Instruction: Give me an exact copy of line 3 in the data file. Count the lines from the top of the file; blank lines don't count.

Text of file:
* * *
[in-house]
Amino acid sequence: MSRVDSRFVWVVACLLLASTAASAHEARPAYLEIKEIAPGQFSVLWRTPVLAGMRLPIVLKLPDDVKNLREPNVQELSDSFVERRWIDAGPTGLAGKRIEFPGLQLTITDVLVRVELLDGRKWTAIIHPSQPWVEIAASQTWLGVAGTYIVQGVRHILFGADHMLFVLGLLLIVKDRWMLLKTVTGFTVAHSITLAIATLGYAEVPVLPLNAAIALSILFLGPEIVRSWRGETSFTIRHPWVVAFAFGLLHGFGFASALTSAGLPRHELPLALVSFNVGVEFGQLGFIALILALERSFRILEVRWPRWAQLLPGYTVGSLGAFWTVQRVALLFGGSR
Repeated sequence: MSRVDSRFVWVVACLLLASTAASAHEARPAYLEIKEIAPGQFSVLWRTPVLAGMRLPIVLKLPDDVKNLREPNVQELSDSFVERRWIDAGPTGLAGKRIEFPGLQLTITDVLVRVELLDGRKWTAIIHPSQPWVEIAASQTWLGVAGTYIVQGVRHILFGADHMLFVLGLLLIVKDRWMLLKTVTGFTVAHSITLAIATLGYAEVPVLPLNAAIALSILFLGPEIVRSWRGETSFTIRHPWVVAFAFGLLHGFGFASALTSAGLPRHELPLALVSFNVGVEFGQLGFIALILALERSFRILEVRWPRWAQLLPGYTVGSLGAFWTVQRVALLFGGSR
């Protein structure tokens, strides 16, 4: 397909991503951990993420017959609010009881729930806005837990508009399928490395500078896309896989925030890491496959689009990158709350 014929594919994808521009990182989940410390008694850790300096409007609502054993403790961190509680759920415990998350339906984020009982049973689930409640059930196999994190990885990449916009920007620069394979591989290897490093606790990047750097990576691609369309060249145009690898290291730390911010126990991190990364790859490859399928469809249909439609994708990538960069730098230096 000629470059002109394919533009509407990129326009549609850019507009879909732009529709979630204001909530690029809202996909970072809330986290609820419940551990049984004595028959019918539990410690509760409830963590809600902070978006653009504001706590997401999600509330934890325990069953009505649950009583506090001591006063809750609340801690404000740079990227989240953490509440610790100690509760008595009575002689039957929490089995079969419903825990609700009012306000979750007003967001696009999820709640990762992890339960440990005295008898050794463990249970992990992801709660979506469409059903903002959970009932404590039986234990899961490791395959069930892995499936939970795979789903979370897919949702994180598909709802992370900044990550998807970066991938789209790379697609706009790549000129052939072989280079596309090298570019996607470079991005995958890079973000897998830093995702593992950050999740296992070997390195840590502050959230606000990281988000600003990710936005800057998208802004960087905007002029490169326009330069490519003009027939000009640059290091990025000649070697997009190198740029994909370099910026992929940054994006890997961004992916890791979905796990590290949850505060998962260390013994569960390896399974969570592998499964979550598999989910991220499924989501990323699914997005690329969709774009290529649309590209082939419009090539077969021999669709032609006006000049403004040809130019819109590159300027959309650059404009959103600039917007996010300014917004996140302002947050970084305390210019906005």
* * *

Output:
Repeated sequence: MSRVDSRFVWVVACLLLASTAASAHEARPAYLEIKEIAPGQFSVLWRTPVLAGMRLPIVLKLPDDVKNLREPNVQELSDSFVERRWIDAGPTGLAGKRIEFPGLQLTITDVLVRVELLDGRKWTAIIHPSQPWVEIAASQTWLGVAGTYIVQGVRHILFGADHMLFVLGLLLIVKDRWMLLKTVTGFTVAHSITLAIATLGYAEVPVLPLNAAIALSILFLGPEIVRSWRGETSFTIRHPWVVAFAFGLLHGFGFASALTSAGLPRHELPLALVSFNVGVEFGQLGFIALILALERSFRILEVRWPRWAQLLPGYTVGSLGAFWTVQRVALLFGGSR